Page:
Funnily enough, the run-in is so generous -- QPR away, Wigan home, Newcastle away -- compared to what awaits Chelsea and Spurs that the demure Gunners should still clinch a top-four finish, preserving the status quo at the Emirates.
Prediction: fourth-place finish
Perhaps Rafa Benitez's players were watching QPR versus Reading, because they started the first half as if they were in an Ambien-induced coma. It was understandable to see Swansea City's lackadaisical play given that it (like Manchester United) has nothing to play for, other than perhaps not wanting such sleepy form to be the enduring image of their season. But you expected more from Chelsea -- and aside from Frank Lampard in the first half, the Blues competed as if they weren't too bothered by the result.
But inside a somber Stamford Bridge, Chelsea picked up its play at the end of the first half, signs of life evident with a raking goal by Oscar in the 43rd minute and a Lampard penalty in first-half stoppage time. No more goals would follow, though there were some close shots by Demba Ba, Juan Mata and Lampard.
It was Chelsea's 63rd match of the season, and if the Blues reach the Europa League final, they will have played 69 matches -– more than any team in the Premier League era. (This, by the way, will be followed by two money-grubbing friendlies in the U.S. against Manchester City.)
The run-in now looks like this: May 5 at Manchester United, a side that will be more interested in continuing to see how the team will take shape next season, not this one; a massive match at Stamford Bridge versus Spurs on May 8; at Villa Park on May 11, which could be tricky as AV continues to fight for its Premier League life; and then, finally, a home match versus Everton.
Sunday's three points against Swansea were huge for Chelsea, and everything continues to point to the match against Spurs as perhaps the most season-defining title for both sides. It should also be noted that Rafa has actually coped with the fixture fatigue quite well -- and props to David Luiz, who's played in 14 of the team's past 15 matches, squad rotation be damned -- and with the quality in the midfield of Eden Hazard, Oscar and Juan Mata, plus the leadership of Lampard, you have to fancy Chelsea for reaching their goal.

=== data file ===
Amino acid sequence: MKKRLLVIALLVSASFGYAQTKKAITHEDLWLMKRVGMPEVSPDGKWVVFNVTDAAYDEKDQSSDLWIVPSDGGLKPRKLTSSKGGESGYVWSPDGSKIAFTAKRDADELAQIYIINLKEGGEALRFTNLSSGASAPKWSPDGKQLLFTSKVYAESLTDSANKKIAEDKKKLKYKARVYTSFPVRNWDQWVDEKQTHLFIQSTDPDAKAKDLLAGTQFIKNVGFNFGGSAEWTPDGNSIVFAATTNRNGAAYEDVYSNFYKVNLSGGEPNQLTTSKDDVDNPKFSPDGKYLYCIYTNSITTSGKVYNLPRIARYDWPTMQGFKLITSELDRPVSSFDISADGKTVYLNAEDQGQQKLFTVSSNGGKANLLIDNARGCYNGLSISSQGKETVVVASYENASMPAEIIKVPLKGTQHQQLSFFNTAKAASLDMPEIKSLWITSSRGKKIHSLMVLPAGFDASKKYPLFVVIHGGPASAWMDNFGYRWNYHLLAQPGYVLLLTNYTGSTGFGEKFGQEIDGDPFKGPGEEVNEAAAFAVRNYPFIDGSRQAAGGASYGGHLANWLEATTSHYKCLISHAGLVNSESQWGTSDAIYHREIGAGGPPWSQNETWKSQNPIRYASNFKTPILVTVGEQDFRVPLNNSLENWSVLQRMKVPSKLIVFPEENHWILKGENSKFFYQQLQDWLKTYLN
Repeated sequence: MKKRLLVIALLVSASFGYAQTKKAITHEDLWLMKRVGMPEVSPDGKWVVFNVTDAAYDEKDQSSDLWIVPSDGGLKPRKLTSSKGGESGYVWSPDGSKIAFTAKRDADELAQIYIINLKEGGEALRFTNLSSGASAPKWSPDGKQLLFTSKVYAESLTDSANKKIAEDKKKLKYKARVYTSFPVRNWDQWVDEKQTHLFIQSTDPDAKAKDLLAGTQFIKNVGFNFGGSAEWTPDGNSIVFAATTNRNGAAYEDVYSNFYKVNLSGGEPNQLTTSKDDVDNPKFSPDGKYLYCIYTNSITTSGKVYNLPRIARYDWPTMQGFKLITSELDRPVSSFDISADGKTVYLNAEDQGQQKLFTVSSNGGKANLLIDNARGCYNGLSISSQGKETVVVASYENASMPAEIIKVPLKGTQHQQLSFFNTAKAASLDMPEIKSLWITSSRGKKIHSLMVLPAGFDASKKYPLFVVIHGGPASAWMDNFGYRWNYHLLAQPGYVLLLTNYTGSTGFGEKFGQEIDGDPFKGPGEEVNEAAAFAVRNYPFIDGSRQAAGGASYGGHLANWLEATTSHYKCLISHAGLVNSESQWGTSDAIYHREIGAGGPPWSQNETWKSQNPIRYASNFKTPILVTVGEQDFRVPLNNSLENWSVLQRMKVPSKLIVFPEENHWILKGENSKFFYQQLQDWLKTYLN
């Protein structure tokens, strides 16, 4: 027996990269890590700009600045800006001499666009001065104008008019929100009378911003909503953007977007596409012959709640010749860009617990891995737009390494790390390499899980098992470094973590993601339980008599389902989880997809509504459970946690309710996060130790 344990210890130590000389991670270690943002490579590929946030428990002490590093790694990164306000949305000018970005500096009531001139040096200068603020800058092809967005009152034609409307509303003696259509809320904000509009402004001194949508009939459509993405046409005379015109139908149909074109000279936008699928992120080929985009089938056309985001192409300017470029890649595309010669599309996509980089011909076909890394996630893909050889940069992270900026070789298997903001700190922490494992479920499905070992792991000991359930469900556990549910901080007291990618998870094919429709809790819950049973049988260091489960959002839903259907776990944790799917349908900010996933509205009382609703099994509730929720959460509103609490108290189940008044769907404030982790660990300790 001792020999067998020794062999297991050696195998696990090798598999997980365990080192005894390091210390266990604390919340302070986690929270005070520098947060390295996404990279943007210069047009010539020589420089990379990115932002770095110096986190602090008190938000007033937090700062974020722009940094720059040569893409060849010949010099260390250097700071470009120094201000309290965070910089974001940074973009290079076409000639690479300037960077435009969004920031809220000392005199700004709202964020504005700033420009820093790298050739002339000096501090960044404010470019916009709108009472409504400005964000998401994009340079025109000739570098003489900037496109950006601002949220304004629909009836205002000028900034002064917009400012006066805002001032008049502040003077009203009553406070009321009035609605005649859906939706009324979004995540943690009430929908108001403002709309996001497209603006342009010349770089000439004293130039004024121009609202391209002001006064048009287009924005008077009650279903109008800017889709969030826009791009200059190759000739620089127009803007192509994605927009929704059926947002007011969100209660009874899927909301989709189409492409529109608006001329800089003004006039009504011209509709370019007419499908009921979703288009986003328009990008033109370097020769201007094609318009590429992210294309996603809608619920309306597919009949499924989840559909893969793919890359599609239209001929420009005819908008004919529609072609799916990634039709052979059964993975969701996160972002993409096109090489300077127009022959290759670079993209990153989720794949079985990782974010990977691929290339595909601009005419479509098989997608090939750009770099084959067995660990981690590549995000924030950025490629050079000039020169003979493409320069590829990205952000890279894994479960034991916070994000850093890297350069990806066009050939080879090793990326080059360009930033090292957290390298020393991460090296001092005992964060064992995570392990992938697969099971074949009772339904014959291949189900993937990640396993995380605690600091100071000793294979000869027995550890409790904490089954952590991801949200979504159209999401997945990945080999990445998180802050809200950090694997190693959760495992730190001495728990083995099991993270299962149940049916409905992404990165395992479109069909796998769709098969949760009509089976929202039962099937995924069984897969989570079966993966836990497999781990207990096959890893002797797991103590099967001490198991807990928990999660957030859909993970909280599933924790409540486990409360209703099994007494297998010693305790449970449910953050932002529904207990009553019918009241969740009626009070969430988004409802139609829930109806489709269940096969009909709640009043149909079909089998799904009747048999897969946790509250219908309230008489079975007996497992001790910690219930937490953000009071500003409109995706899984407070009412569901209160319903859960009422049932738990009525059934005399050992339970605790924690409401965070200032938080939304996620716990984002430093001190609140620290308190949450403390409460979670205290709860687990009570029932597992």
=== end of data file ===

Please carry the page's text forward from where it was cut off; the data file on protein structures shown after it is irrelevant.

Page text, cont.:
Prediction: third-place finish
Spurs being Spurs?
Andre Villas-Boas' side salvaged a 2-2 draw yesterday at Wigan. Both goals were the product of a healthy slab of luck –- first as Gareth Bale capitalized on terrible play by Maynor Figueroa and Joel Robles and then via Emmerson Boyce's 89th-minute own goal. Are Spurs supporters panicking? Maybe not, but as our own Tottenham correspondent Dan Fitch wrote in his postmatch analysis, there's plenty to worry about: AVB's tactics Saturday, which robbed his side of width; Scott Parker's role in midfield if the side continues with a 4-3-3 system; and the continued lack of a centrally effective goal scorer up top, to name just three.
Perhaps the biggest obstacle continues to be mental: Was yesterday's draw just Spurs being Spurs?
The run-in will tell: Tottenham hosts Southampton on May 4, which should be three points; then the big showdown at the Bridge on May 8; Stoke City should be there for taking all three points at the Britannia on May 12, even if the Potters eked out a drab 1-0 win this past weekend; and then, finally, Spurs face a revitalized Sunderland on May 19.
Spurs have the ability to win all of these matches –- equally, they're capable of dropping a ton of points, too. Would you put money down for them finishing in the top four? It would be a bold bettor who does that, but if they can bag all three points against Southampton and beat Chelsea, AVB will be riding high into the last two matches.
Prediction: fifth-place finish